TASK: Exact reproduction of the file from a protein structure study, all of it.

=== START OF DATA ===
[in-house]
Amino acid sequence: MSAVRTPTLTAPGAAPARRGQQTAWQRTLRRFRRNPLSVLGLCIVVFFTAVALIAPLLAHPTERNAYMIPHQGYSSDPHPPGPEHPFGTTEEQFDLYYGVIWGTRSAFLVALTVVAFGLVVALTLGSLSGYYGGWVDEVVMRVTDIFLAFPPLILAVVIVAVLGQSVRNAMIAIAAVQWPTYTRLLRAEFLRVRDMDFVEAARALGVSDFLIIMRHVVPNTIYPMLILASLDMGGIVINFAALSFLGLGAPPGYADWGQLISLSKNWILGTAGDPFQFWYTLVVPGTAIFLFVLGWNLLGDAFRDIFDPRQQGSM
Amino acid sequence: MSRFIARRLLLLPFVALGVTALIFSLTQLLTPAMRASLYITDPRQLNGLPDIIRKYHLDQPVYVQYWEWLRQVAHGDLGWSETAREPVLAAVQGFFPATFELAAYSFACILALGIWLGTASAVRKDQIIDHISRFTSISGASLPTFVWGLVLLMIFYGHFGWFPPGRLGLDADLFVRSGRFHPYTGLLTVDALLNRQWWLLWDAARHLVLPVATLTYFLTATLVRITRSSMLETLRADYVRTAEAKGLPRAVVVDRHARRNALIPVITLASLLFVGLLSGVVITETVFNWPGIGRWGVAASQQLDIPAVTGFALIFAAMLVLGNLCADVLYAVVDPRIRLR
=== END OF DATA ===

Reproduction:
[in-house]
Amino acid sequence: MSAVRTPTLTAPGAAPARRGQQTAWQRTLRRFRRNPLSVLGLCIVVFFTAVALIAPLLAHPTERNAYMIPHQGYSSDPHPPGPEHPFGTTEEQFDLYYGVIWGTRSAFLVALTVVAFGLVVALTLGSLSGYYGGWVDEVVMRVTDIFLAFPPLILAVVIVAVLGQSVRNAMIAIAAVQWPTYTRLLRAEFLRVRDMDFVEAARALGVSDFLIIMRHVVPNTIYPMLILASLDMGGIVINFAALSFLGLGAPPGYADWGQLISLSKNWILGTAGDPFQFWYTLVVPGTAIFLFVLGWNLLGDAFRDIFDPRQQGSM
Amino acid sequence: MSRFIARRLLLLPFVALGVTALIFSLTQLLTPAMRASLYITDPRQLNGLPDIIRKYHLDQPVYVQYWEWLRQVAHGDLGWSETAREPVLAAVQGFFPATFELAAYSFACILALGIWLGTASAVRKDQIIDHISRFTSISGASLPTFVWGLVLLMIFYGHFGWFPPGRLGLDADLFVRSGRFHPYTGLLTVDALLNRQWWLLWDAARHLVLPVATLTYFLTATLVRITRSSMLETLRADYVRTAEAKGLPRAVVVDRHARRNALIPVITLASLLFVGLLSGVVITETVFNWPGIGRWGVAASQQLDIPAVTGFALIFAAMLVLGNLCADVLYAVVDPRIRLR